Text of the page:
Human pluripotent stem cells (hPSCs) derived from either blastocyst stage embryos (hESCs) or reprogrammed somatic cells (iPSCs) can provide an abundant source of human neuronal lineages that were previously sourced from human cadavers, abortuses, and discarded surgical waste. In addition to the well-known potential therapeutic application of these cells in regenerative medicine, these are also various promising nontherapeutic applications in toxicological and pharmacological screening of neuroactive compounds, as well as for in vitro modeling of neurodegenerative and neurodevelopmental disorders. Compared to alternative research models based on laboratory animals and immortalized cancer-derived human neural cell lines, neuronal cells differentiated from hPSCs possess the advantages of species specificity together with genetic and physiological normality, which could more closely recapitulate in vivo conditions within the human central nervous system. This review critically examines the various potential nontherapeutic applications of hPSC-derived neuronal lineages and gives a brief overview of differentiation protocols utilized to generate these cells from hESCs and iPSCs.
  5. Ridzuan N, Al Abbar A, Yip WK, Maqbool M, Ramasamy R
    Stem Cells Int, 2016;2016:8487264.
    PMID: 27579045 DOI: 10.1155/2016/8487264
    The present study is aimed at optimizing the in vitro culture protocol for generation of rat bone marrow- (BM-) derived mesenchymal stem cells (MSCs) and characterizing the culture-mediated cellular senescence. The initial phase of generation and characterization was conducted using the adherent cells from Sprague Dawley (SD) rat's BM via morphological analysis, growth kinetics, colony forming unit capacity, immunophenotyping, and mesodermal lineage differentiation. Mesenchymal stem cells were successfully generated and characterized as delineated by the expressions of CD90.1, CD44H, CD29, and CD71 and lack of CD11b/c and CD45 markers. Upon induction, rBM-MSCs differentiated into osteocytes and adipocytes and expressed osteocytes and adipocytes genes. However, a decline in cell growth was observed at passage 4 onwards and it was further deciphered through apoptosis, cell cycle, and senescence assays. Despite the enhanced cell viability at later passages (P4-5), the expression of senescence marker, β-galactosidase, was significantly increased at passage 5. Furthermore, the cell cycle analysis has confirmed the in vitro culture-mediated cellular senescence where cells were arrested at the G0/G1 phase of cell cycle. Although the currently optimized protocols had successfully yielded rBM-MSCs, the culture-mediated cellular senescence limits the growth of rBM-MSCs and its potential use in rat-based MSC research.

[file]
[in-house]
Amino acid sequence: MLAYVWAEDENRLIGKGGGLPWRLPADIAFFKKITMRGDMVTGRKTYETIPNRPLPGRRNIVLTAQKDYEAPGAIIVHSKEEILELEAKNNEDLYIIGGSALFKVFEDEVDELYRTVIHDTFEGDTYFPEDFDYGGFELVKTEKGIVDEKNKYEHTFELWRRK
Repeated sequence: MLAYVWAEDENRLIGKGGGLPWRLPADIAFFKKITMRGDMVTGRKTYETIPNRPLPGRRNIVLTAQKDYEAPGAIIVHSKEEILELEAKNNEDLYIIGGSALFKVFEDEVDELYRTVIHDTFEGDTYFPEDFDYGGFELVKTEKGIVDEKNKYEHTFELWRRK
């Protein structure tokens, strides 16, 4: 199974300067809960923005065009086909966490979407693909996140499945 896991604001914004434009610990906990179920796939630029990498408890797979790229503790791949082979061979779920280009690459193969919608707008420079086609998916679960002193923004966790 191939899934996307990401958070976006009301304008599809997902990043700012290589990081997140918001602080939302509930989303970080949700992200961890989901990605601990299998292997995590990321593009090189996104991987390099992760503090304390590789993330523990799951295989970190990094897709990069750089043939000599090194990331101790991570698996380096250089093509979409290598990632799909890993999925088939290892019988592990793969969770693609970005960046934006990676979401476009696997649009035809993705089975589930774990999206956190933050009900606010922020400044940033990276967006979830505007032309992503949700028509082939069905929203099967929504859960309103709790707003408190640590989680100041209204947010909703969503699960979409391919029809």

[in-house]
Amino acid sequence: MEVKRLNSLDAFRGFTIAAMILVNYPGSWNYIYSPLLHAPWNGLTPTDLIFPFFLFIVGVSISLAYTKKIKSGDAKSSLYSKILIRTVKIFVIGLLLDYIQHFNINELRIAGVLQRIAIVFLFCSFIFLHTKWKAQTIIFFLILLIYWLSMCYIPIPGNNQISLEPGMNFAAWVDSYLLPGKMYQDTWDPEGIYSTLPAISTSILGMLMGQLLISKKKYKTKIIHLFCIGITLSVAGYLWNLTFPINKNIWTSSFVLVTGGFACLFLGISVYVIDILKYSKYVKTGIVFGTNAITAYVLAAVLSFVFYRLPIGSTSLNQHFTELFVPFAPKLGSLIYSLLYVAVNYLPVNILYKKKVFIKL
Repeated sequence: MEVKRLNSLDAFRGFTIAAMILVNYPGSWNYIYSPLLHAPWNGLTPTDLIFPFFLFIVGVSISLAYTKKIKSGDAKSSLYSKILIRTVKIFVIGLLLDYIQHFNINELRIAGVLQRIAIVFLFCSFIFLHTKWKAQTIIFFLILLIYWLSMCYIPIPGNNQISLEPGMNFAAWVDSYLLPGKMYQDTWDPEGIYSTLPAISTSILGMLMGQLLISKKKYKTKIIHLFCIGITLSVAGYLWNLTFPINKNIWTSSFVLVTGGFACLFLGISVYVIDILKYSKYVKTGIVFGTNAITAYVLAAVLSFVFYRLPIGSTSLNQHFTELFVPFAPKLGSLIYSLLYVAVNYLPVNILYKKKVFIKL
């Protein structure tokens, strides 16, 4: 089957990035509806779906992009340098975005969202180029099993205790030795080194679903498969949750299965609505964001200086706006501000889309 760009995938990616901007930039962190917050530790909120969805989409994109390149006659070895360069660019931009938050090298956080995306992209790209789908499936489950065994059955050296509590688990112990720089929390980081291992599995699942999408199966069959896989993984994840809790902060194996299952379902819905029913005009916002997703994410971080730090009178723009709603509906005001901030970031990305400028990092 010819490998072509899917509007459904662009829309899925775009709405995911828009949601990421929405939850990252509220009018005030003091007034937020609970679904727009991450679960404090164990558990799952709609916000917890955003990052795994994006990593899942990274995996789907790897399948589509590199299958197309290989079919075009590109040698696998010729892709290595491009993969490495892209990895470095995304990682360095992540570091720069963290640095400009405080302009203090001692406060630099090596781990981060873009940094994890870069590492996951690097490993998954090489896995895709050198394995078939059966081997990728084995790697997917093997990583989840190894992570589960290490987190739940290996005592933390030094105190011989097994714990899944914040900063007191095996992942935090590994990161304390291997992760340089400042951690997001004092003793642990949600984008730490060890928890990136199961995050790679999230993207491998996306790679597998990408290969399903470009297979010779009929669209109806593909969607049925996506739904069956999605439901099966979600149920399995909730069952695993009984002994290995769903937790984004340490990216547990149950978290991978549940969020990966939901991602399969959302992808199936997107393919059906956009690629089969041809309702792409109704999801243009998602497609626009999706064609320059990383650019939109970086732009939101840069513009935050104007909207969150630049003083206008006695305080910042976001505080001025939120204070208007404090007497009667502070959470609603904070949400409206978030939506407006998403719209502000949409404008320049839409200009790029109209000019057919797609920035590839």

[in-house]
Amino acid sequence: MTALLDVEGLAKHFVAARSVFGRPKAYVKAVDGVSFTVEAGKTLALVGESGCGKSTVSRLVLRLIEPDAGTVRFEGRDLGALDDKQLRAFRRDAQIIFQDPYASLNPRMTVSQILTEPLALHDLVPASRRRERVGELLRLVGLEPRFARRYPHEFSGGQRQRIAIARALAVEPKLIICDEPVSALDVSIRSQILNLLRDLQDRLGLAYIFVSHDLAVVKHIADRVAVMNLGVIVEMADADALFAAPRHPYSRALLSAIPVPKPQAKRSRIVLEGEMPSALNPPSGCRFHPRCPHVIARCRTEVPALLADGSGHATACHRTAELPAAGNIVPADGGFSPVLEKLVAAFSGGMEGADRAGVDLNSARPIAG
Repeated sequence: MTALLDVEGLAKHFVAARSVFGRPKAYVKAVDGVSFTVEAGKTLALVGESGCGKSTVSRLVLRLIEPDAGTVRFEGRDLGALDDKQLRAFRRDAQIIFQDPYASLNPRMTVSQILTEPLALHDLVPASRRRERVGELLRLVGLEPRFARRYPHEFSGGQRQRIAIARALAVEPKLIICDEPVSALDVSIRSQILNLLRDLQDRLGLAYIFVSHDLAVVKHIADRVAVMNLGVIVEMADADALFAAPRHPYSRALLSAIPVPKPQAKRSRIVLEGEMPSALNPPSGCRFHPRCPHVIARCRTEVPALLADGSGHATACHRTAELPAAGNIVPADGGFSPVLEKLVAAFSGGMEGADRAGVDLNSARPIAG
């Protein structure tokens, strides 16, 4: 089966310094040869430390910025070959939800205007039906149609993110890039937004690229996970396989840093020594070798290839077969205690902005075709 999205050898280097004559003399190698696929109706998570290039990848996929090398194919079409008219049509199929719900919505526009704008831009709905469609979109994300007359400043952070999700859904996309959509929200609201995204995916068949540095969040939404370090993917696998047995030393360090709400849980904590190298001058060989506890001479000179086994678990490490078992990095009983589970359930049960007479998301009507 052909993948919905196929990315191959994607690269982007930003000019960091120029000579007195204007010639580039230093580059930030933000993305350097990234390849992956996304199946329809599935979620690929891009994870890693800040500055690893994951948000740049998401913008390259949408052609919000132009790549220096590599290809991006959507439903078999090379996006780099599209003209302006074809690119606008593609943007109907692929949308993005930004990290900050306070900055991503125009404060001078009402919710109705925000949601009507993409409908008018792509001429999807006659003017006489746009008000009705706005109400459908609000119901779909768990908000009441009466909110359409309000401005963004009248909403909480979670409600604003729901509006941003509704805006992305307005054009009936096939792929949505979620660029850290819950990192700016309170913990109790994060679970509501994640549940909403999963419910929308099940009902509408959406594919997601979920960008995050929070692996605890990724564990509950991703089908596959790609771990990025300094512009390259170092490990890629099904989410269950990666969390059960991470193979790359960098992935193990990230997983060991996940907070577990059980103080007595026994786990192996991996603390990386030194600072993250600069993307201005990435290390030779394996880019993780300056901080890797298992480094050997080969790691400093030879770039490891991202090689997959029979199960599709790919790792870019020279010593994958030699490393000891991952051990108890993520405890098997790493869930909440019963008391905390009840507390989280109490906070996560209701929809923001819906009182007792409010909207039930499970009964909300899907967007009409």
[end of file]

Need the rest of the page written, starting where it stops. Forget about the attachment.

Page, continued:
6. Yusop N, Battersby P, Alraies A, Sloan AJ, Moseley R, Waddington RJ
    Stem Cells Int, 2018;2018:6869128.
    PMID: 29765418 DOI: 10.1155/2018/6869128
    Within bone, mesenchymal stromal cells (MSCs) exist within the bone marrow stroma (BM-MSC) and the endosteal niche, as cells lining compact bone (CB-MSCs). This study isolated and characterised heterogeneous MSC populations from each niche and subsequently investigated the effects of extensive cell expansion, analysing population doublings (PDs)/cellular senescence, colony-forming efficiencies (CFEs), MSC cell marker expression, and osteogenic/adipogenic differentiation. CB-MSCs and BM-MSCs demonstrated similar morphologies and PDs, reaching 100 PDs. Both populations exhibited consistent telomere lengths (12-17 kb), minimal senescence, and positive telomerase expression. CB-MSCs (PD15) had significantly lower CFEs than PD50. CB-MSCs and BM-MSCs both expressed MSC (CD73/CD90/CD105); embryonic (Nanog) and osteogenic markers (Runx2, osteocalcin) but no hematopoietic markers (CD45). CB-MSCs (PD15) strongly expressed Oct4 and p16INK4A. At early PDs, CB-MSCs possessed a strong osteogenic potency and low potency for adipogenesis, whilst BM-MSCs possessed greater overall bipotentiality for osteogenesis and adipogenesis. At PD50, CB-MSCs demonstrated reduced potency for both osteogenesis and adipogenesis, compared to BM-MSCs at equivalent PDs. This study demonstrates similarities in proliferative and mesenchymal cell characteristics between CB-MSCs and BM-MSCs, but contrasting multipotentiality. Such findings support further comparisons of human CB-MSCs and BM-MSCs, facilitating selection of optimal MSC populations for regenerative medicine purposes.